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Juvenile hormones (JHs) are sesquiterpenoids synthesized by the corpora allata (CA). They play critical roles during insect development and reproduction. The first JH was described in 1934 as a "metamorphosis inhibitory hormone" in Rhodnius prolixus by Sir Vincent B. Wigglesworth. Remarkably, in spite of the importance of R. prolixus as vectors of Chagas disease and model organisms in insect physiology, the original JH that Wigglesworth described for the kissing-bug R. prolixus remained unidentified. We employed liquid chromatography mass spectrometry to search for the JH homologs present in the hemolymph of fourth instar nymphs of R. prolixus. Wigglesworth's original JH is the JH III skipped bisepoxide (JHSB3), a homolog identified in other heteropteran species. Changes in the titer of JHSB3 were studied during the 10-day long molting cycle of 4th instar nymph, between a blood meal and the ecdysis to 5th instar. In addition we measured the changes of mRNA levels in the CA for the 13 enzymes of the JH biosynthetic pathway during the molting cycle of 4th instar. Almost 90 years after the first descriptions of the role of JH in insects, this study finally reveals that the specific JH homolog responsible for Wigglesworth's original observations is JHSB3.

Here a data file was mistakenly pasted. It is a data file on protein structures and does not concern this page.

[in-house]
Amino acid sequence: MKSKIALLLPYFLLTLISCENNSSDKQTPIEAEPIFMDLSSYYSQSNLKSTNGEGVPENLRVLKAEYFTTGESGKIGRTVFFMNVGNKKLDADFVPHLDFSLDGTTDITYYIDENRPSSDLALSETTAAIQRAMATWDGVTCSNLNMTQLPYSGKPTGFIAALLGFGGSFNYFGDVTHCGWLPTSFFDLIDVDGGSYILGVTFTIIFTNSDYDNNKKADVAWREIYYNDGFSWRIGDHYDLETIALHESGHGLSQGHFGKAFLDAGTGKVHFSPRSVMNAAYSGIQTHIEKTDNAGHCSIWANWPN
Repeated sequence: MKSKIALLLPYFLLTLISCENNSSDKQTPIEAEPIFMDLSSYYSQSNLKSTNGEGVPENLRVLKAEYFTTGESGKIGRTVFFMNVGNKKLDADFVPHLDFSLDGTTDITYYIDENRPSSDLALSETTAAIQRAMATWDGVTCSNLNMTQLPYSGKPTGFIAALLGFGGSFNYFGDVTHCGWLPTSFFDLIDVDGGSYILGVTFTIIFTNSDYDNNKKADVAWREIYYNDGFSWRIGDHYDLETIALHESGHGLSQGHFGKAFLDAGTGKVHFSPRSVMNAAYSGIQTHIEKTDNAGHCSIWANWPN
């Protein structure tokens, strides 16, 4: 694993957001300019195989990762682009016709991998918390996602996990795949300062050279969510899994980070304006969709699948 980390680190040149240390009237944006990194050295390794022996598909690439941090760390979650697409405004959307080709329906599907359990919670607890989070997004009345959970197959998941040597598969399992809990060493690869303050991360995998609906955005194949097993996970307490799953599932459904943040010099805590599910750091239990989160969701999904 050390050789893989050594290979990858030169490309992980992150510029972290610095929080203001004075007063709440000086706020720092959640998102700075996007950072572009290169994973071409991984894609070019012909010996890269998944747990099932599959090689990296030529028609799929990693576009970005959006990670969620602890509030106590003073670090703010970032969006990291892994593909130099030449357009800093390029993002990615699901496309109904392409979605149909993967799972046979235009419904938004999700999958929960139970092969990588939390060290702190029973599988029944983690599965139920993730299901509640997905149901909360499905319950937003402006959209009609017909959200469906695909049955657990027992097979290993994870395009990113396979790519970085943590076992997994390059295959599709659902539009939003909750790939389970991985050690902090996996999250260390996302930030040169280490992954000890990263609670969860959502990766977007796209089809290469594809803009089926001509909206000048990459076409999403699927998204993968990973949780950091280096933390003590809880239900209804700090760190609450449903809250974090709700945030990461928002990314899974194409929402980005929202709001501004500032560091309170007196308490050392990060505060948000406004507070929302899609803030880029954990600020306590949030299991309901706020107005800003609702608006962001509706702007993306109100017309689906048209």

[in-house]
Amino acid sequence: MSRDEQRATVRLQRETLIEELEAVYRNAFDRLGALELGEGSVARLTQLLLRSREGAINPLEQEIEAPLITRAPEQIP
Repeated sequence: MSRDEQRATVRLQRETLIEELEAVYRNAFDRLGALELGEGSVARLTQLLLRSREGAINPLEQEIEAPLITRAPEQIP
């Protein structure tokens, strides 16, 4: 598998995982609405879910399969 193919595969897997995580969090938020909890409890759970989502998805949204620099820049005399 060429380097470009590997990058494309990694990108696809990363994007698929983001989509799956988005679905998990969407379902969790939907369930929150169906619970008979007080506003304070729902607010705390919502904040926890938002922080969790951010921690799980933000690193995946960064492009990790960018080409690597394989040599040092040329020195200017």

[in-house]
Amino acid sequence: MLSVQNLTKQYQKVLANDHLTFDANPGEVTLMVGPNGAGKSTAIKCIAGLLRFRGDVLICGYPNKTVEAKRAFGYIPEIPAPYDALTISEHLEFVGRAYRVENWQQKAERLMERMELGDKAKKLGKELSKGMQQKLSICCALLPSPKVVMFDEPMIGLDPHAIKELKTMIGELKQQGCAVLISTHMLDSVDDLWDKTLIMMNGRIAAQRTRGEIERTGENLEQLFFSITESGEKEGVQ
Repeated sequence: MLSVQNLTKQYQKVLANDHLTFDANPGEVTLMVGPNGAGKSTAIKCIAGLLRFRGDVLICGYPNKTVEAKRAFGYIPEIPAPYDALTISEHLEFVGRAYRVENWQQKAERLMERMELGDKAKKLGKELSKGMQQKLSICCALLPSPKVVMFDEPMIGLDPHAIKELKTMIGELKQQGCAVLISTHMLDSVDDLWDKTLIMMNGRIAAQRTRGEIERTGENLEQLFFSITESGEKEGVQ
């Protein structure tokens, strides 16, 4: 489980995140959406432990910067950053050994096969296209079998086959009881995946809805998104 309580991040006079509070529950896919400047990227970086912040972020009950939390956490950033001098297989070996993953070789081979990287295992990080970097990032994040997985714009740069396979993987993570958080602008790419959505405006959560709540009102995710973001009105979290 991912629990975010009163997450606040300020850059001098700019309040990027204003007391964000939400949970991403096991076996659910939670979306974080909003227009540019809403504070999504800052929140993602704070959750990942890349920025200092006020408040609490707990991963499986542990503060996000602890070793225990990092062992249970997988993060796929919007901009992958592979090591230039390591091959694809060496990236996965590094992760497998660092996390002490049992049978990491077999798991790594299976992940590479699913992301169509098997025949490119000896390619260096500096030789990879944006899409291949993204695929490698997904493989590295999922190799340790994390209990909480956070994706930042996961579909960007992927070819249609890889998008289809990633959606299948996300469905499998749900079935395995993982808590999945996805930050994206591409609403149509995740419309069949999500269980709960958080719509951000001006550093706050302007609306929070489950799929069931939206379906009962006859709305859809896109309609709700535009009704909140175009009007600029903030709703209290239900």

Maria Jose Villalobos-Sambucaro, Marcela Nouzova, Cesar E Ramirez, María Eugenia Alzugaray, Francisco Fernandez-Lima, Jorge Rafael Ronderos, Fernando G Noriega. The juvenile hormone described in Rhodnius prolixus by Wigglesworth is juvenile hormone III skipped bisepoxide. Scientific reports. 2020 Feb 20;10(1):3091

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PMID: 32080221

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